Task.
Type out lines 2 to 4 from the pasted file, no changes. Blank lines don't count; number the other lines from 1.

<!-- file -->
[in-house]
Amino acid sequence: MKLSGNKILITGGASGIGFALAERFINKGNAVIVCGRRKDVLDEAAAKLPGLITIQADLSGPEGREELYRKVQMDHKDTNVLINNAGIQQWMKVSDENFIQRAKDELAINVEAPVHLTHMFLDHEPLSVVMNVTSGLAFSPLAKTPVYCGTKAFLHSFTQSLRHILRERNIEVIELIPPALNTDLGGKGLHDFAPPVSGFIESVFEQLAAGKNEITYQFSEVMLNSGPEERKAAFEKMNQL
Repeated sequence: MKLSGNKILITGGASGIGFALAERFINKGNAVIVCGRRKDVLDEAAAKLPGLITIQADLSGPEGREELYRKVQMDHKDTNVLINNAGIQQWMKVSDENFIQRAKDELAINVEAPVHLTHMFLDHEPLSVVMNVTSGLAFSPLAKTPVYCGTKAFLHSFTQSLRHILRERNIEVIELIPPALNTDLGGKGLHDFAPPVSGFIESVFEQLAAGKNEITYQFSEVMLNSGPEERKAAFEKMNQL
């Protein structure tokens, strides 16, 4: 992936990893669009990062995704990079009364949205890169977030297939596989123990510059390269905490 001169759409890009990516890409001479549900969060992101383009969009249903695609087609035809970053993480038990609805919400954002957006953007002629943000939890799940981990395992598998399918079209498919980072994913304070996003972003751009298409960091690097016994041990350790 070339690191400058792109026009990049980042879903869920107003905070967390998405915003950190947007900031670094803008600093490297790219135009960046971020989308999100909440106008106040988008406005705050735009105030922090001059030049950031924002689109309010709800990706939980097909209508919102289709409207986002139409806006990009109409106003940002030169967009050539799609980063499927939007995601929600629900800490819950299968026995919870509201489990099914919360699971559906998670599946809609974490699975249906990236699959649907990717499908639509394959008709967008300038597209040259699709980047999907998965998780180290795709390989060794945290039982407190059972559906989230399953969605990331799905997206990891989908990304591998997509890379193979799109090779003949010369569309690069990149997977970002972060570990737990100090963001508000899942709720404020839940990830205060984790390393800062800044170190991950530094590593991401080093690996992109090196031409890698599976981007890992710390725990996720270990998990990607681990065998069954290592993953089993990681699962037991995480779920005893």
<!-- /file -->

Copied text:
Amino acid sequence: MKLSGNKILITGGASGIGFALAERFINKGNAVIVCGRRKDVLDEAAAKLPGLITIQADLSGPEGREELYRKVQMDHKDTNVLINNAGIQQWMKVSDENFIQRAKDELAINVEAPVHLTHMFLDHEPLSVVMNVTSGLAFSPLAKTPVYCGTKAFLHSFTQSLRHILRERNIEVIELIPPALNTDLGGKGLHDFAPPVSGFIESVFEQLAAGKNEITYQFSEVMLNSGPEERKAAFEKMNQL
Repeated sequence: MKLSGNKILITGGASGIGFALAERFINKGNAVIVCGRRKDVLDEAAAKLPGLITIQADLSGPEGREELYRKVQMDHKDTNVLINNAGIQQWMKVSDENFIQRAKDELAINVEAPVHLTHMFLDHEPLSVVMNVTSGLAFSPLAKTPVYCGTKAFLHSFTQSLRHILRERNIEVIELIPPALNTDLGGKGLHDFAPPVSGFIESVFEQLAAGKNEITYQFSEVMLNSGPEERKAAFEKMNQL
């Protein structure tokens, strides 16, 4: 992936990893669009990062995704990079009364949205890169977030297939596989123990510059390269905490 001169759409890009990516890409001479549900969060992101383009969009249903695609087609035809970053993480038990609805919400954002957006953007002629943000939890799940981990395992598998399918079209498919980072994913304070996003972003751009298409960091690097016994041990350790 070339690191400058792109026009990049980042879903869920107003905070967390998405915003950190947007900031670094803008600093490297790219135009960046971020989308999100909440106008106040988008406005705050735009105030922090001059030049950031924002689109309010709800990706939980097909209508919102289709409207986002139409806006990009109409106003940002030169967009050539799609980063499927939007995601929600629900800490819950299968026995919870509201489990099914919360699971559906998670599946809609974490699975249906990236699959649907990717499908639509394959008709967008300038597209040259699709980047999907998965998780180290795709390989060794945290039982407190059972559906989230399953969605990331799905997206990891989908990304591998997509890379193979799109090779003949010369569309690069990149997977970002972060570990737990100090963001508000899942709720404020839940990830205060984790390393800062800044170190991950530094590593991401080093690996992109090196031409890698599976981007890992710390725990996720270990998990990607681990065998069954290592993953089993990681699962037991995480779920005893």